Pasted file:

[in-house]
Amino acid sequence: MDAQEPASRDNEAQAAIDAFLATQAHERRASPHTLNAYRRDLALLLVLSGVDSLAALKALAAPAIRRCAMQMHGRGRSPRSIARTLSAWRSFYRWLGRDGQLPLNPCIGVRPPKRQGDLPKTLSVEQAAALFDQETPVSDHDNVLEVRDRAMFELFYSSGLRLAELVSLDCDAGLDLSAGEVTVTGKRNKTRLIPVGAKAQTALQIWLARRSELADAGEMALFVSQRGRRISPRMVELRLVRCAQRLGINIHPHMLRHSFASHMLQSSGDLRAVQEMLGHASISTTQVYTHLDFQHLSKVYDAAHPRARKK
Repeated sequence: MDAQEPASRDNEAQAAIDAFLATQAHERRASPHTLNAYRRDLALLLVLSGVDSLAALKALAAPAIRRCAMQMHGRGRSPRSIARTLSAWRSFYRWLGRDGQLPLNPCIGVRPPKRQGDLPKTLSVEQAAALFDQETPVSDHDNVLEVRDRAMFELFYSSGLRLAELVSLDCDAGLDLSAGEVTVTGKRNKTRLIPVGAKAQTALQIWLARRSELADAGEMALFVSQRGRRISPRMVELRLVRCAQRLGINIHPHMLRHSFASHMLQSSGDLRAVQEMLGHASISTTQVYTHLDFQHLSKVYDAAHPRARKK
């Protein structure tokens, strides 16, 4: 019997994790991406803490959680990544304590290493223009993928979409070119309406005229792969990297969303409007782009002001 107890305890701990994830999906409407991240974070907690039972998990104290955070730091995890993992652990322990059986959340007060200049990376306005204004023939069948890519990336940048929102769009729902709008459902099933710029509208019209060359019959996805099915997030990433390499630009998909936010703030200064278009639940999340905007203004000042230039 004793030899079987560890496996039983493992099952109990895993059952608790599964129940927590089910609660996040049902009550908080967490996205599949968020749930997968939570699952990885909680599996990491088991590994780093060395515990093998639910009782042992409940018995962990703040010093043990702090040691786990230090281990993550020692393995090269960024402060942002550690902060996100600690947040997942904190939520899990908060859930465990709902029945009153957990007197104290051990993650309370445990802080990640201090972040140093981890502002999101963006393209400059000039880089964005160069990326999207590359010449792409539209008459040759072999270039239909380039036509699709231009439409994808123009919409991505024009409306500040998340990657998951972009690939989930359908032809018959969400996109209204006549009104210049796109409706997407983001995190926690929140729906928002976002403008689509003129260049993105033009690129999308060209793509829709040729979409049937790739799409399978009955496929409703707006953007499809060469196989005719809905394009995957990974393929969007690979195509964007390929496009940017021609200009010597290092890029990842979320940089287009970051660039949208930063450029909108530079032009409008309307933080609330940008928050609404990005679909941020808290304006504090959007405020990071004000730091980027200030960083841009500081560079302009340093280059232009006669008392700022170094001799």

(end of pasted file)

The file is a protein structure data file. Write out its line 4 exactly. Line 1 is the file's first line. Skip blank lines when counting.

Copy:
């Protein structure tokens, strides 16, 4: 019997994790991406803490959680990544304590290493223009993928979409070119309406005229792969990297969303409007782009002001 107890305890701990994830999906409407991240974070907690039972998990104290955070730091995890993992652990322990059986959340007060200049990376306005204004023939069948890519990336940048929102769009729902709008459902099933710029509208019209060359019959996805099915997030990433390499630009998909936010703030200064278009639940999340905007203004000042230039 004793030899079987560890496996039983493992099952109990895993059952608790599964129940927590089910609660996040049902009550908080967490996205599949968020749930997968939570699952990885909680599996990491088991590994780093060395515990093998639910009782042992409940018995962990703040010093043990702090040691786990230090281990993550020692393995090269960024402060942002550690902060996100600690947040997942904190939520899990908060859930465990709902029945009153957990007197104290051990993650309370445990802080990640201090972040140093981890502002999101963006393209400059000039880089964005160069990326999207590359010449792409539209008459040759072999270039239909380039036509699709231009439409994808123009919409991505024009409306500040998340990657998951972009690939989930359908032809018959969400996109209204006549009104210049796109409706997407983001995190926690929140729906928002976002403008689509003129260049993105033009690129999308060209793509829709040729979409049937790739799409399978009955496929409703707006953007499809060469196989005719809905394009995957990974393929969007690979195509964007390929496009940017021609200009010597290092890029990842979320940089287009970051660039949208930063450029909108530079032009409008309307933080609330940008928050609404990005679909941020808290304006504090959007405020990071004000730091980027200030960083841009500081560079302009340093280059232009006669008392700022170094001799």